More than 1.5 million voters could be purged from Texas voter rolls, according to an analysis by the Houston Chronicle. The newspaper warned Texans on Monday to keep an eye on their mail, so that voter registration cancellations do not go by unnoticed.
One in 10 voters has already had their registration suspended in Texas. For voters under 30, that number doubles to one in five.
The Secretary of State is required by law to regularly remove duplicates from the voter rolls and eliminate voters who moved out-of-state or died. But the process inevitably produces errors, and eligible voters can end up having their registration suspended. Between November 2008 to November 2010, more than 300,000 eligible voters were notified they could be removed from the voter rolls.
The errors are compounded by “outdated computer programs, faulty procedures and voter responses to generic form letters, often resulting in the wrong people being sent cancellation notices,” the Houston Chronicle explained.
Approximately 21 percent of voters who received voter registration cancellation letters were able to prove they were eligible to vote, according an analysis of the latest U.S. Election Assistance Commission data. The percentage was troublingly high in Collin County, where 70 percent of those who received cancellation letters were able to prove they were eligible to vote.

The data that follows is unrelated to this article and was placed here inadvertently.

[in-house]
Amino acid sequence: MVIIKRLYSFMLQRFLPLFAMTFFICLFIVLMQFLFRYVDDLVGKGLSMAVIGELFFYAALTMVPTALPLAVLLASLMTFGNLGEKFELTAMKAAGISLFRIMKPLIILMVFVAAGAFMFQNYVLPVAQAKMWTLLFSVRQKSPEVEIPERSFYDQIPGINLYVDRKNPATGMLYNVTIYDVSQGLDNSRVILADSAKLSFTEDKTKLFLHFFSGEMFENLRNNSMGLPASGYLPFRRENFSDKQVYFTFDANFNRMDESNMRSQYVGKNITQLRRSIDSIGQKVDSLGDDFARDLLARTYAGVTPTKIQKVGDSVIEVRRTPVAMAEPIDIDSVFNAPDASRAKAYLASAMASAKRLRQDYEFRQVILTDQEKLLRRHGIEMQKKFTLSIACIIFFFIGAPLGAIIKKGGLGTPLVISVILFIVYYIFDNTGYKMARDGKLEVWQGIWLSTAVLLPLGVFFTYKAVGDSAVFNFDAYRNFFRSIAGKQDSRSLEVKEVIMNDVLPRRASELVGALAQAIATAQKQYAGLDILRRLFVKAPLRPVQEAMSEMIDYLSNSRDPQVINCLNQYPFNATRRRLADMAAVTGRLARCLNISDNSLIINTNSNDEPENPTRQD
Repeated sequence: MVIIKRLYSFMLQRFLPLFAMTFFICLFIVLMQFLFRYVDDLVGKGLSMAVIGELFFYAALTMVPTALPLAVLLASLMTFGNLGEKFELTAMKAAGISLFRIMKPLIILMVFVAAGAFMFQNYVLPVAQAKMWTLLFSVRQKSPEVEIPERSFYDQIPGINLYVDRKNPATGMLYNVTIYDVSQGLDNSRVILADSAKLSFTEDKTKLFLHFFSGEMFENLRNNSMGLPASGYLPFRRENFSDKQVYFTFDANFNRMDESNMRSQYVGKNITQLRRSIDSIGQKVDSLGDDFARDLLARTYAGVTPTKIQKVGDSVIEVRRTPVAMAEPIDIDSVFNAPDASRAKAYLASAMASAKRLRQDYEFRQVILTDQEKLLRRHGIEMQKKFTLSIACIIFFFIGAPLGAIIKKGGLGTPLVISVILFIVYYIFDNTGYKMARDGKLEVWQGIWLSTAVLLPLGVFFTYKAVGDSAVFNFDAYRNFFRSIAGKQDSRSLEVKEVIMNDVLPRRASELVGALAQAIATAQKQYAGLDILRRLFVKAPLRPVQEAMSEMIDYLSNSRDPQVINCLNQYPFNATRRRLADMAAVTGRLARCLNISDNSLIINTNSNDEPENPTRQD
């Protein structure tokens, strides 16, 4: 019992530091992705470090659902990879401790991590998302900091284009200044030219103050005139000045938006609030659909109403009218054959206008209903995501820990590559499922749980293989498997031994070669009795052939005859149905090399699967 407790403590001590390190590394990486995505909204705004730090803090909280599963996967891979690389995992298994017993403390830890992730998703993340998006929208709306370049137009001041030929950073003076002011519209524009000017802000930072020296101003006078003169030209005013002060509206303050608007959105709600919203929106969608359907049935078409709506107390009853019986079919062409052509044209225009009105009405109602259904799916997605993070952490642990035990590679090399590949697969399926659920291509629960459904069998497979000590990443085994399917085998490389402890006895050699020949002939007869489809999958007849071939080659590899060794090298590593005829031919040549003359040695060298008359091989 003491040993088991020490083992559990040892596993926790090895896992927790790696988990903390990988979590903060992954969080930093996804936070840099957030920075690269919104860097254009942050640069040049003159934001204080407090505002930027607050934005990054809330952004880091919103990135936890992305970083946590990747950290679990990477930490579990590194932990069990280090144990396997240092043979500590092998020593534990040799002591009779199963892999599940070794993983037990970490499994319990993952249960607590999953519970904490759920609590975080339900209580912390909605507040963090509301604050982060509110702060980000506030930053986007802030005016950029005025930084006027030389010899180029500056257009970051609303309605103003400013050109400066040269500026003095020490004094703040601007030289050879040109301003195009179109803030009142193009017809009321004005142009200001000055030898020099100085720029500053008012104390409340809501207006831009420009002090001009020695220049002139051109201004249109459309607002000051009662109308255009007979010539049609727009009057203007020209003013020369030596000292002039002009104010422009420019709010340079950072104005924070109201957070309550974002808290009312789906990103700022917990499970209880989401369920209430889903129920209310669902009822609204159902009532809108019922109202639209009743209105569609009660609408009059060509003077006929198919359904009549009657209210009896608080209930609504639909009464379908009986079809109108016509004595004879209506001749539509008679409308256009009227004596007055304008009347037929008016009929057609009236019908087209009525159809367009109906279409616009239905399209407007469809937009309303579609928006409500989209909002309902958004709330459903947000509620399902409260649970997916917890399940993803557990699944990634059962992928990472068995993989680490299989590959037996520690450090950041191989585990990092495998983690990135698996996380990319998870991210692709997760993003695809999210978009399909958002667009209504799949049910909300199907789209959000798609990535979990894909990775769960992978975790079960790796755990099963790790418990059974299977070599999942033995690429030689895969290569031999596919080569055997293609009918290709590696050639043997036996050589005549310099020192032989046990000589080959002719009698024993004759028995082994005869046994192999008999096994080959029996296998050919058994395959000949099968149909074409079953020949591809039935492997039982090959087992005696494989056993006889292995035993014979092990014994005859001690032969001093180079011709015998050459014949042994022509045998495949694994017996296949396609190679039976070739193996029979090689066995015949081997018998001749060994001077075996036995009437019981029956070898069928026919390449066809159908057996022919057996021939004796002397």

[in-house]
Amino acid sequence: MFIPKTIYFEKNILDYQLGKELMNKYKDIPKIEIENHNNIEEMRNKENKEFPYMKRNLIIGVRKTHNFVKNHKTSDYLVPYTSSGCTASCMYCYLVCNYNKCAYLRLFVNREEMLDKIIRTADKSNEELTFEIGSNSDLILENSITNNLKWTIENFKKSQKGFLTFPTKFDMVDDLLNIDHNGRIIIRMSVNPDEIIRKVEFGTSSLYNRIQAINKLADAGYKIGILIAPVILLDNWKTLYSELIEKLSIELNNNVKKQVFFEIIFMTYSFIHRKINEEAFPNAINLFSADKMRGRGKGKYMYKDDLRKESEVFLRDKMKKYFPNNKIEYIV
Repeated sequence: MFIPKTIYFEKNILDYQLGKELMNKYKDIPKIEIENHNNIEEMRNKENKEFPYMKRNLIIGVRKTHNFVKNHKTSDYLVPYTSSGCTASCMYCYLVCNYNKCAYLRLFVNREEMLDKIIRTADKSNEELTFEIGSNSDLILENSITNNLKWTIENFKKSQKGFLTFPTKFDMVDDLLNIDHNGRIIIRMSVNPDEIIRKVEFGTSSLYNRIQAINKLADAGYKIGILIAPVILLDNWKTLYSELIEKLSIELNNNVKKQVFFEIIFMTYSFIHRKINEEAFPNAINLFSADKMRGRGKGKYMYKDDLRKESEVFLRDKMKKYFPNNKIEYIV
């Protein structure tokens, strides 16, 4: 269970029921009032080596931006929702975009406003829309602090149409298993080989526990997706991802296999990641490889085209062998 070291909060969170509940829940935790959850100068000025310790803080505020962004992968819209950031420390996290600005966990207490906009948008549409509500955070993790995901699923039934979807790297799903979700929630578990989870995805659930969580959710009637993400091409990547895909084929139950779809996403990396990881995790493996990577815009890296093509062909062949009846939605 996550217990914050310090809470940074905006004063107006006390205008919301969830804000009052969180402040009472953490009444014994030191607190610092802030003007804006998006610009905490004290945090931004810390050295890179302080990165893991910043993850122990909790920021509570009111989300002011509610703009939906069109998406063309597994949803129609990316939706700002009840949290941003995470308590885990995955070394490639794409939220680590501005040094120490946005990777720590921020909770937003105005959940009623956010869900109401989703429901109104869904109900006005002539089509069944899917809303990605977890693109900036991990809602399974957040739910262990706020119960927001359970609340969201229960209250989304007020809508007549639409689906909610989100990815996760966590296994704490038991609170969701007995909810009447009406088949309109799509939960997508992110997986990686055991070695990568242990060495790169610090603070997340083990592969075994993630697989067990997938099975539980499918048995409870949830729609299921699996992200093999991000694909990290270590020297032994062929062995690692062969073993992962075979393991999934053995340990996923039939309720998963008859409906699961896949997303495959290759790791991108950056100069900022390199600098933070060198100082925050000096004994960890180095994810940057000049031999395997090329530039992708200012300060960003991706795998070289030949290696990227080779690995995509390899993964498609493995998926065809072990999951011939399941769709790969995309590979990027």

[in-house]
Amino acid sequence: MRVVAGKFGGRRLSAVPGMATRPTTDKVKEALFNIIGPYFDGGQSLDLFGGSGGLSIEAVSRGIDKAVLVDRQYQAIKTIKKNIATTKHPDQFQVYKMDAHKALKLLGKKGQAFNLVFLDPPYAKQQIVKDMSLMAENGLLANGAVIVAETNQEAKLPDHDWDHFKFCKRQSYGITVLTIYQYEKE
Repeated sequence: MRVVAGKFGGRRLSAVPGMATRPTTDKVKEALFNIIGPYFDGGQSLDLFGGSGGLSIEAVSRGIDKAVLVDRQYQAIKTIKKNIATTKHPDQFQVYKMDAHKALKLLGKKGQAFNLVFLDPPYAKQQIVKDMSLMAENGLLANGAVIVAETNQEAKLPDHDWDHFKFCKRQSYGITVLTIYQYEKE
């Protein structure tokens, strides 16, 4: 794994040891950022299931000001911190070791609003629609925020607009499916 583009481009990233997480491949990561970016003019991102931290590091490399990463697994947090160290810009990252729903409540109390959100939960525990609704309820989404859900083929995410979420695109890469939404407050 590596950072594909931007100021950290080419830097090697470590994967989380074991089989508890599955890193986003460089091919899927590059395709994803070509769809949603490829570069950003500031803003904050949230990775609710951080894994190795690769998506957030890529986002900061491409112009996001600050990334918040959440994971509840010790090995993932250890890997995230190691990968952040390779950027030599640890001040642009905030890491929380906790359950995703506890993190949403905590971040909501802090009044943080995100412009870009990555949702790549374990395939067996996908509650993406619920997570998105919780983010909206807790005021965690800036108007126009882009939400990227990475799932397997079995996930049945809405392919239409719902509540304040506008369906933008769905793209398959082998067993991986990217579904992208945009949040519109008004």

Walter Pinkston of Harris County received a cancellation letter because he shared the same name as someone who died in Colorado.
“That seems like a very flimsy set of facts and reasoning to go about challenging my right to vote,” Pinkston told the Houston Chronicle. “And in my opinion, that’s a very flimsy set of circumstances to spend Harris County taxpayers’ money to investigate the matter, even if it’s only a few dollars in postage and associated costs.”
Other Texas voters complained that they had been purged from the voter rolls for failing to respond to a cancellation letter — a letter they claimed to never have received.
“How can you suspend someone without notice? To me we should be actively engaging people — we should not be adding any barrier to vote,” said Sylvia Garcia, a former Harris County commissioner who had her registration suspended because county officials questioned her address.
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